A. M. PHILLIPS, M.D.; R. W. PHILLIPS, M.D.; J. L. THOMPSON, M.D.
Chronic pulmonary disease appears to be increasing in both incidence and importance and, indeed, is held by some to be a major public health problem.1a, b This increase has occurred in spite of the effectiveness of antibiotic therapy in decreasing the complications of bacterial pneumonia and in reducing the occurrence of bronchiectasis. In addition, there have been significant advances in the treatment of pulmonary tuberculosis by medical and surgical methods, resulting in fewer pulmonary cripples from this disease. The increase in chronic pulmonary disease predominates in the group classified as chronic bronchitis and emphysema of the lungs. The frequent association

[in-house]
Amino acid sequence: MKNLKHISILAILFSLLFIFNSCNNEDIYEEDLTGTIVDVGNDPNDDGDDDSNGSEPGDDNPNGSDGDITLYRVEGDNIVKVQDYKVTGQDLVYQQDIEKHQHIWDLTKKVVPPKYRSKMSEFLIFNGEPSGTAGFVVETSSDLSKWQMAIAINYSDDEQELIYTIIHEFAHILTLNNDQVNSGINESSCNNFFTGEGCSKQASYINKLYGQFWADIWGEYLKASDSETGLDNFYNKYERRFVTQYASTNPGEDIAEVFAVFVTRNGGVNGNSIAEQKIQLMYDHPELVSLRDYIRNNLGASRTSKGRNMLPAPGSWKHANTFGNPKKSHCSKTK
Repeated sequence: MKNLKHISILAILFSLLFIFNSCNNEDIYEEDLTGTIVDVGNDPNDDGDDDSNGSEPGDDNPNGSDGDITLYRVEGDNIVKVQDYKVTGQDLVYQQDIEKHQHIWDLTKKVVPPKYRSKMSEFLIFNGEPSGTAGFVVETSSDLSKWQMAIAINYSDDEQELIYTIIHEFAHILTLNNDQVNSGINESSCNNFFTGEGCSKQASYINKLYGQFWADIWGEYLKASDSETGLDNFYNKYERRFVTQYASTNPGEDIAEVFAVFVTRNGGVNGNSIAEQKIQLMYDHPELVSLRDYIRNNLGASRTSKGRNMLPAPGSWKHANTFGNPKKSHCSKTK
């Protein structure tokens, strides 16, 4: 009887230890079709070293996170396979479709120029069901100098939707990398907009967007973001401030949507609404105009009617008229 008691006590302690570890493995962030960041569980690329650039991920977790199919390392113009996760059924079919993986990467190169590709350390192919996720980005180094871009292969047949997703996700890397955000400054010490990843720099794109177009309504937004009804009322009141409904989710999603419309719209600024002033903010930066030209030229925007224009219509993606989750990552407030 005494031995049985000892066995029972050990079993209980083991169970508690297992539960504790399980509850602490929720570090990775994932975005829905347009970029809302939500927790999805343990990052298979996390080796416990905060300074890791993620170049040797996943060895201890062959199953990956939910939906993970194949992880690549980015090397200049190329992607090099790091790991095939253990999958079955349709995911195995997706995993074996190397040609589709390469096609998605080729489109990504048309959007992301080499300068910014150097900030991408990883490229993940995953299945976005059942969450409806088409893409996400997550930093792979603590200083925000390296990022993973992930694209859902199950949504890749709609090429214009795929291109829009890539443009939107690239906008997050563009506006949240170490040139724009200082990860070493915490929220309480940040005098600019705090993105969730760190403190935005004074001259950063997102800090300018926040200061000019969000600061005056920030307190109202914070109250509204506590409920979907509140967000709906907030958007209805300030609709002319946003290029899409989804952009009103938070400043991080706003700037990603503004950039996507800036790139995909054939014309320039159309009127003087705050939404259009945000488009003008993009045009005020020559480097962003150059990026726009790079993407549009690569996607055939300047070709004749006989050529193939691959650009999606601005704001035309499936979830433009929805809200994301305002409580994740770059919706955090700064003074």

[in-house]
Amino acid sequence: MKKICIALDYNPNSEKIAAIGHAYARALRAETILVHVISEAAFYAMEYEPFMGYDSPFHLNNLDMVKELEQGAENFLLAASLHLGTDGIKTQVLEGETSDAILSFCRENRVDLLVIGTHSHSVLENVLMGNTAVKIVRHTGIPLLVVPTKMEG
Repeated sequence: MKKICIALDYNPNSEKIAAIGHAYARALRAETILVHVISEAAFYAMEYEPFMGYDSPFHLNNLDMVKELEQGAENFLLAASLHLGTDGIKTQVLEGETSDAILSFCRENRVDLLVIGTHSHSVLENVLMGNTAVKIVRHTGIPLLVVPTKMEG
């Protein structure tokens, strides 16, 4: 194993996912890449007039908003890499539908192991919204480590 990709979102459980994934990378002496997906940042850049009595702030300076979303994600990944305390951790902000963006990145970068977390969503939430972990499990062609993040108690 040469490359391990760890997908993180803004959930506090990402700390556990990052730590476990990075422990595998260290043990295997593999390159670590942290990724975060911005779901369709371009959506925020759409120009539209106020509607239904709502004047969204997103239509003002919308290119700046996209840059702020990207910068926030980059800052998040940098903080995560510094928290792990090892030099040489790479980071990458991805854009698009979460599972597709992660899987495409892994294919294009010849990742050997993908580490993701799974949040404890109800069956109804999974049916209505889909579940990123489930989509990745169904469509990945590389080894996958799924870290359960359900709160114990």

PHILLIPS AM, PHILLIPS RW, THOMPSON JL. CHRONIC COUGH: ANALYSIS OF ETIOLOGIC FACTORS IN A SURVEY OF 1,274 MEN(CHRONIC COUGH: ANALYSIS OF ETIOLOGIC FACTORS IN A SURVEY OF 1,274 MEN*). Ann Intern Med. 1956;45:216–231. doi: 10.7326/0003-4819-45-2-216
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Published: Ann Intern Med. 1956;45(2):216-231.
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